NFPA 72®: National Fire Alarm and Signaling Code evolves to help you save lives with fire detection, signaling, and emergency communications systems that function as intended.
NFPA 72 provides requirements for the design, application, installation, performance, testing, and maintenance of protective signaling systems and their components. The Code was expanded and renamed for the 2010 edition to include requirements for Mass Notification Systems (MNS) used for weather emergencies; terrorist events; biological, chemical, and nuclear emergencies; and other threats. Fire protection engineers, designers, installers, contractors, maintainers, electricians, Authorities Having Jurisdiction (AHJs), manufacturers, facilities operators, and anyone involved with fire alarm or emergency communications needs NFPA 72 to work confidently with these life-saving early warning systems.
The 2013 NFPA 72: National Fire Alarm and Signaling Code features significant revisions that clarify fire alarm and emergency communications systems rules and enhance usability. New Chapter 7 consolidates all documentation provisions into one location, helping Code users and AHJs improve efficiency and save time. Other major changes include a reorganized inspection table with specific inspection methods; a new testing table that merges two previous tables into one -- with both test methods and frequencies side by side for improved usability; revised supervising station transmission methods; and new requirements for audible and visible occupant notification.
The 2010 NFPA 72: National Fire Alarm and Signaling Code presents the most extensive change to the Code since the 1993 edition, with a new scope and revised organization. Besides the core focus on fire alarm systems, this edition adds requirements for Mass Notification Systems (MNS) used for weather emergencies; terrorist events; biological, chemical, and nuclear emergencies; and other threats. NFPA 72's broader coverage is reflected in a new Code title. In addition to updating rules for in-building fire emergency voice/alarm communication systems, a new Emergency Communications System chapter addresses in-building and wide-area MNSs.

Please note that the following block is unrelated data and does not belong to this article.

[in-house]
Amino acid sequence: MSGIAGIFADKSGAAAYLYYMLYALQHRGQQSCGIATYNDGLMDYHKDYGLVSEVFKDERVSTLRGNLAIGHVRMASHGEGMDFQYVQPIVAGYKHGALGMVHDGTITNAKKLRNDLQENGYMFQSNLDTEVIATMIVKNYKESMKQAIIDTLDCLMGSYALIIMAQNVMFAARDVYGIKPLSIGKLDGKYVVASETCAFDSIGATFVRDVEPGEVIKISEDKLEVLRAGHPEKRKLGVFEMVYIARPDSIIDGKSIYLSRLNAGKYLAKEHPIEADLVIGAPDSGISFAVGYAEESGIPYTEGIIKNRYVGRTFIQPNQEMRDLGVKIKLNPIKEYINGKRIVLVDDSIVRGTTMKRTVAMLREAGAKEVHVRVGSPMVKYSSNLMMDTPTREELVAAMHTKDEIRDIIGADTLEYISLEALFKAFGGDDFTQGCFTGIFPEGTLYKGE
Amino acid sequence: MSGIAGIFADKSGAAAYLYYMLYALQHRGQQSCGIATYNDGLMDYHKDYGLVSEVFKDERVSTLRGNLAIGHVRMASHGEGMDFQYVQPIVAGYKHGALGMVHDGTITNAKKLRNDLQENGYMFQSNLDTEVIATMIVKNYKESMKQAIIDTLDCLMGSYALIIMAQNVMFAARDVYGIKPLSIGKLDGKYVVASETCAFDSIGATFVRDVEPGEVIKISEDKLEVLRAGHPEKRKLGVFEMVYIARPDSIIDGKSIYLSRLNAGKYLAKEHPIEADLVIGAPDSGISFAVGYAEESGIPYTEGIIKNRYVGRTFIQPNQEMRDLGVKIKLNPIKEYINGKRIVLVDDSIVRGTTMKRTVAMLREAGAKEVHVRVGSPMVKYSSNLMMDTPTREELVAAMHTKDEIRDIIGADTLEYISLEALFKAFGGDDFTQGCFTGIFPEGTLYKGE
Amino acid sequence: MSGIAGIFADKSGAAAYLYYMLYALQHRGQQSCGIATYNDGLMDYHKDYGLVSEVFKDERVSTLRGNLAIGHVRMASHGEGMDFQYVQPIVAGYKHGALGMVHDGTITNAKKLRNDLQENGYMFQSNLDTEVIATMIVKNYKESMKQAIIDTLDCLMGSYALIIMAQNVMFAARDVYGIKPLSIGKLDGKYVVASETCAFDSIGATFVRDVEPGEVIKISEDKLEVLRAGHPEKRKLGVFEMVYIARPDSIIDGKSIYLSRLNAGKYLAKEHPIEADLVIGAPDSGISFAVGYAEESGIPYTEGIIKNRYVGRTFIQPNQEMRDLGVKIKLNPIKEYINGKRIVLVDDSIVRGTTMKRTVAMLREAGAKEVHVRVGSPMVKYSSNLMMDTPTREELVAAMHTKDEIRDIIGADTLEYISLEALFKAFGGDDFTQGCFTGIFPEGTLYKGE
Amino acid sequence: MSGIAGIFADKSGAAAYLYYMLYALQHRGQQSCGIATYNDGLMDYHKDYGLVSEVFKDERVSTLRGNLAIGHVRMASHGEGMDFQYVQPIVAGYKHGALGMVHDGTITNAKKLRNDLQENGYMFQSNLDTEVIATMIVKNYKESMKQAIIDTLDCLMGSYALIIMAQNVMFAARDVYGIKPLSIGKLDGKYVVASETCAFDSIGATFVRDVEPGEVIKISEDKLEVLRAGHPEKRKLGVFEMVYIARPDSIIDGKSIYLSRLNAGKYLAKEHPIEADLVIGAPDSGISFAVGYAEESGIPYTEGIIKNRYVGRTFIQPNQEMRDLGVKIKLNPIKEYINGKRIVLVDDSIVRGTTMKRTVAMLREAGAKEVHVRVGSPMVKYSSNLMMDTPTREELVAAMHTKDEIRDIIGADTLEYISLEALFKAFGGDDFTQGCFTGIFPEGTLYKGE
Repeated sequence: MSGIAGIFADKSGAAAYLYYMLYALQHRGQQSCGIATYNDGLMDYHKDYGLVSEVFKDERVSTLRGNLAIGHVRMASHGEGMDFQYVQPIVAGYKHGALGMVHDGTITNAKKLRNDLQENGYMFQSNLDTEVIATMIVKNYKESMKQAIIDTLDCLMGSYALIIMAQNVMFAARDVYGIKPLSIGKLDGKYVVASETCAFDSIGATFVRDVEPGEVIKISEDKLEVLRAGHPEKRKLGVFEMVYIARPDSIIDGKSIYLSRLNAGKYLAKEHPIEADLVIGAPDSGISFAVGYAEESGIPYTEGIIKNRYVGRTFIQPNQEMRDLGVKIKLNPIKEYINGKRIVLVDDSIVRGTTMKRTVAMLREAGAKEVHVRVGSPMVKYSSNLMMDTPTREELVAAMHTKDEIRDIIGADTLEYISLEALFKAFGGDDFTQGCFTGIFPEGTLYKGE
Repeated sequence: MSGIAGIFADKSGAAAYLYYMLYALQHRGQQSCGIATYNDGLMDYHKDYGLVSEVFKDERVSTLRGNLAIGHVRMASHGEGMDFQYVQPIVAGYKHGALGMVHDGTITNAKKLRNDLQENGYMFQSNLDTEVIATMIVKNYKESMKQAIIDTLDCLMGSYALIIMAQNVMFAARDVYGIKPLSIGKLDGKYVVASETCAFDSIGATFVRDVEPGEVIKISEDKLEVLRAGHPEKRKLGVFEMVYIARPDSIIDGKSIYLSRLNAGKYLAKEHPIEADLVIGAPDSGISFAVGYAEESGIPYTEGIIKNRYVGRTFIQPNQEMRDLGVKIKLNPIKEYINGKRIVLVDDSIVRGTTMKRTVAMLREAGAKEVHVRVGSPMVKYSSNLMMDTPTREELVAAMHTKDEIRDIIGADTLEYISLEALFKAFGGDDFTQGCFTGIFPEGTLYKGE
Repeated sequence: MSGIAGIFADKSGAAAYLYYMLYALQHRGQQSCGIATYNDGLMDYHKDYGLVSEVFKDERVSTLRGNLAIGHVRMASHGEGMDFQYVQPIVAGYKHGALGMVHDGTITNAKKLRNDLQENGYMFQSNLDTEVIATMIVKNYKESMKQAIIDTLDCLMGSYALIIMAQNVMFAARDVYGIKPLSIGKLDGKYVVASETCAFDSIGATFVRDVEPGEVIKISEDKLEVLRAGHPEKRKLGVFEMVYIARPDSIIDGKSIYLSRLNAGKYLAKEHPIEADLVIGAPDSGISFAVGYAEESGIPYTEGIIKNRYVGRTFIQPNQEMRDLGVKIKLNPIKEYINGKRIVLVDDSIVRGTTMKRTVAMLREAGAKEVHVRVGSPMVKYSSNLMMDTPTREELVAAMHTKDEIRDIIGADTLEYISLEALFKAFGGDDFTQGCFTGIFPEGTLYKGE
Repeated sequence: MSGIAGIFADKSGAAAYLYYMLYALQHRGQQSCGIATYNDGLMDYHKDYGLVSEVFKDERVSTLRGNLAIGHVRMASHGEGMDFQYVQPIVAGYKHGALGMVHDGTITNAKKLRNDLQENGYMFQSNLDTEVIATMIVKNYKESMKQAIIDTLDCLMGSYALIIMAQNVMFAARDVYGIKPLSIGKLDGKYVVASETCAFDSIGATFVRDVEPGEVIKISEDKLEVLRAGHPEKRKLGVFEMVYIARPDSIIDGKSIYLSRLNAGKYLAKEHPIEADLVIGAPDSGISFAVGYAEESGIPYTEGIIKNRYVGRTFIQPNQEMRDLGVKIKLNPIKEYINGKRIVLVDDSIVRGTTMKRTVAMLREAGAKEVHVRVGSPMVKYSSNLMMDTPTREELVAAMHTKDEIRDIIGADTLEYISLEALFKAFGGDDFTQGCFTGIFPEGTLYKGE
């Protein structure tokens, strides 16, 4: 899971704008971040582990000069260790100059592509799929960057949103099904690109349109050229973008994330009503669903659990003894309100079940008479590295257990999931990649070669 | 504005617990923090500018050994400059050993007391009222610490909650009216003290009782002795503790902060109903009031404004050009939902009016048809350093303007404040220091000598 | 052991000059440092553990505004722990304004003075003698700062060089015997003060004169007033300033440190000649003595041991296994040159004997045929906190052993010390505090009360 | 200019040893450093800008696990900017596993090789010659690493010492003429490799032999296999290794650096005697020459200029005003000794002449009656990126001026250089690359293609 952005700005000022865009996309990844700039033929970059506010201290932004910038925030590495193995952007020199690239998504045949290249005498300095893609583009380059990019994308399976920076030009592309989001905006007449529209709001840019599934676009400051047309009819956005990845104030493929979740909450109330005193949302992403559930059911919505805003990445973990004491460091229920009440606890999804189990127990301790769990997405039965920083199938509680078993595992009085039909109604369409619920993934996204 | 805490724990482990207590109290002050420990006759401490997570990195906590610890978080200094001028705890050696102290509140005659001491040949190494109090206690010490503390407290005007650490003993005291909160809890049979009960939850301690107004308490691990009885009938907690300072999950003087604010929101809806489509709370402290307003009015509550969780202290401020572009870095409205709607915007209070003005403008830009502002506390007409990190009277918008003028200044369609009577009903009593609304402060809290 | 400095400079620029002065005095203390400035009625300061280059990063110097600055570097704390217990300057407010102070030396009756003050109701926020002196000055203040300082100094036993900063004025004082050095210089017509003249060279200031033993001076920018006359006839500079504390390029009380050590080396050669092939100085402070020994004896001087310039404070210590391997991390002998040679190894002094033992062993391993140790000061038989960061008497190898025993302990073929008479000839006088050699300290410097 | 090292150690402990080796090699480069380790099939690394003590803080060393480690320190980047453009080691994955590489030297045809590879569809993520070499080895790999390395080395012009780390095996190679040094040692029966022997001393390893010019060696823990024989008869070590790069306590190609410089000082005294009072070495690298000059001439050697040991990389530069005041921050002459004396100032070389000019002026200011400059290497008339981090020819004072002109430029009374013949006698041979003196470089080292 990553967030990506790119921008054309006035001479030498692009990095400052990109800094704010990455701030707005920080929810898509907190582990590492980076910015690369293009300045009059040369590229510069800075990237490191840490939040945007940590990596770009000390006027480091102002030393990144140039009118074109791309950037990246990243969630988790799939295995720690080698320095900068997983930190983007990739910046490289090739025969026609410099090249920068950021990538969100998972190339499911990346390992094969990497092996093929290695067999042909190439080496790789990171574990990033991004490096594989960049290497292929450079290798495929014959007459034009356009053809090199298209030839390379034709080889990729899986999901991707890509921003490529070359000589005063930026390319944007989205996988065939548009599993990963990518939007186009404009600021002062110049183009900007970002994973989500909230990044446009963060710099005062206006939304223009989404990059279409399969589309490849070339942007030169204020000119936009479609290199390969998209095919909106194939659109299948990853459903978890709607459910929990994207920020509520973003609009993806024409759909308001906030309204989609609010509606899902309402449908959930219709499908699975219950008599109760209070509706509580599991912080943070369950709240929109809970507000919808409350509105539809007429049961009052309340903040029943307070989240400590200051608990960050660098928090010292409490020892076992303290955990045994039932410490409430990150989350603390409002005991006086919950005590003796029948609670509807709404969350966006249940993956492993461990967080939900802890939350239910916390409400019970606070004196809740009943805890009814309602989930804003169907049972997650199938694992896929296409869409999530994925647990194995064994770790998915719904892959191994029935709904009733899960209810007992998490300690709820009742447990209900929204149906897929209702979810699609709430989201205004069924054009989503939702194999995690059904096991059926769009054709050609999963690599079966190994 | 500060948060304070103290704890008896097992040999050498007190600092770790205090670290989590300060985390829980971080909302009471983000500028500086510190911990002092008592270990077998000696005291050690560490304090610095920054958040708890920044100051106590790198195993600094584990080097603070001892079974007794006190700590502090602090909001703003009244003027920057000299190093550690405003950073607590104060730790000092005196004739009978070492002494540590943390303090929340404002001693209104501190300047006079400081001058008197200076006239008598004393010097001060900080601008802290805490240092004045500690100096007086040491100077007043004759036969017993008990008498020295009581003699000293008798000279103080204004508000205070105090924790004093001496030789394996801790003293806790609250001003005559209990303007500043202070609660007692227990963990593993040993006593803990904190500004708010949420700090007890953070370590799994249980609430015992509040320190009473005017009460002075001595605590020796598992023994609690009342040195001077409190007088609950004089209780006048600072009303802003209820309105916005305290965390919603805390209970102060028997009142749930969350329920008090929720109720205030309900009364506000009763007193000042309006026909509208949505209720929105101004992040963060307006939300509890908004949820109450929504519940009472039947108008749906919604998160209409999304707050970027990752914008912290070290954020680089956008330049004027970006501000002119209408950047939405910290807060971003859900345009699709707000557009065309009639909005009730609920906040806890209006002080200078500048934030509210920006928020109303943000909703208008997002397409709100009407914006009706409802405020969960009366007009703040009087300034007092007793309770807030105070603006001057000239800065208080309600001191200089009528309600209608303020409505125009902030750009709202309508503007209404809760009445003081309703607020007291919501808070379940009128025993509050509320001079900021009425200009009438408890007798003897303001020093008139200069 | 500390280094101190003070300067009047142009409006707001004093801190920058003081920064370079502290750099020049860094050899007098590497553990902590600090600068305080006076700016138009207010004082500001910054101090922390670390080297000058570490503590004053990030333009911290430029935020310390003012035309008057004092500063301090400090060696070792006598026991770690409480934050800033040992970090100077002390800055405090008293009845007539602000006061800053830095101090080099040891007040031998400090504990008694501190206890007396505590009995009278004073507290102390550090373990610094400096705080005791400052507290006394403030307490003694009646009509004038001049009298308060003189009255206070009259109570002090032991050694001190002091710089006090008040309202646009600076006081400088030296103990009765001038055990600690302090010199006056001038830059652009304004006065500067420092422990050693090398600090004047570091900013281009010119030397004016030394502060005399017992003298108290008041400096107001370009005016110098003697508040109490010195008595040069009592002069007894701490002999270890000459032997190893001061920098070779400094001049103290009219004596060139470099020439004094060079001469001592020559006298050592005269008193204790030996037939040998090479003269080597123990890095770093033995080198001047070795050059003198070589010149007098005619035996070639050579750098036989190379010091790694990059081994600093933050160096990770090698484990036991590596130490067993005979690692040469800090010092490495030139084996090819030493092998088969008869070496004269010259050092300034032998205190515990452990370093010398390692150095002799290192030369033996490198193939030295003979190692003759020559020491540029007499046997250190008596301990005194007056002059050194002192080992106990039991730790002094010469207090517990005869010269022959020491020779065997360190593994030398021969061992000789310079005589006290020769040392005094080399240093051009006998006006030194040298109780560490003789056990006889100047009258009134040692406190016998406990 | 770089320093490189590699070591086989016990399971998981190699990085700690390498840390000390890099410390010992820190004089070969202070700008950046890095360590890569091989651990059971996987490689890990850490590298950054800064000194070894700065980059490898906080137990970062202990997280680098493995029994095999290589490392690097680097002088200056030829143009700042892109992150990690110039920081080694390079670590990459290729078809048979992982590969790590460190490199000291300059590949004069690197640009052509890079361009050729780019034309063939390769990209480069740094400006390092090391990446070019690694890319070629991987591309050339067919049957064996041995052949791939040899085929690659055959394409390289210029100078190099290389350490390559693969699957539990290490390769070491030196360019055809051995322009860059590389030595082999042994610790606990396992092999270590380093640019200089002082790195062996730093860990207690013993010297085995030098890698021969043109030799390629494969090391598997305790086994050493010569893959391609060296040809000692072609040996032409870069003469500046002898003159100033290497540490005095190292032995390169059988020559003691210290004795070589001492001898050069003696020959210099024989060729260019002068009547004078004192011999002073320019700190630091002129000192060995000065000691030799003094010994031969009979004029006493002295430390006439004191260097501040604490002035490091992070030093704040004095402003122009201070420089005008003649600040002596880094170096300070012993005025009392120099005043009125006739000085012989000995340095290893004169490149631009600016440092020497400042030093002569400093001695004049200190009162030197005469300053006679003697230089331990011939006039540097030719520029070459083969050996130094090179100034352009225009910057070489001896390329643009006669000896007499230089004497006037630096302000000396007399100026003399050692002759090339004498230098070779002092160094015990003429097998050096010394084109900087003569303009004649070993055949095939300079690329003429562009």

The 2007 NFPA 72: National Fire Alarm Code presents technology- and research-driven changes that offer improved egress time and system reliability. A new Mass Notification Systems Annex developed at the request of the U.S. Air Force provides guidelines to facilitate fast, safe evacuation in emergency situations such as fire, terrorist attack, biological and hazardous chemical incidents, accidents, and natural disasters. Added requirements for new technology equipment include new rules for video image smoke and flame detection, detectors that use multiple sensing inputs, fire extinguisher monitors, and directional appliances.
The 2002 NFPA 72: National Fire Alarm Code offers comprehensive requirements to support your work with the design, application, installation, performance, testing, and maintenance of protective signaling systems and their components. This edition provides additional coverage of performance-based detection and visible signaling systems, and new requirements for integrating fire alarm systems with other building systems.
The 1999 NFPA 72: National Fire Alarm Code is a trusted guide to the design, installation, maintenance, testing, and use of fire alarm systems. Separate groupings for system inputs, systems outputs, system functions, and general requirements enhance the Code's user-friendly design. This edition of NFPA 72 introduces a new requirement to synchronize the temporal-three standard evacuation signal within a notification zone, increased audibility requirements for emergency voice/alarm communications systems, and qualification requirements for fire alarm systems designers.
NFPA’s Redline PDF contains both the current NFPA document and a Redline version of the document which shows changes from the previous edition marked in color. With the Redline you can quickly spot changed sections and tell specifically what has been changed from the previous edition, saving time and confusion.
Sample (NFPA 10, 2010)
188.8.131.52* Wheeled fire extinguishers shall be considered for hazard protection where fulfillment of the following requirementsis necessary: in areas in which a fire risk assessment has shown the following:
(4) (1) High hazard areas are present.
(5) (2) Limited available personnel Limited available personnel are present, thereby requiring an extinguisher that has the following features:
(1) (a) High agent flow rates
(2) (b) Increased agent stream range
(3) (c) Increased agent capacity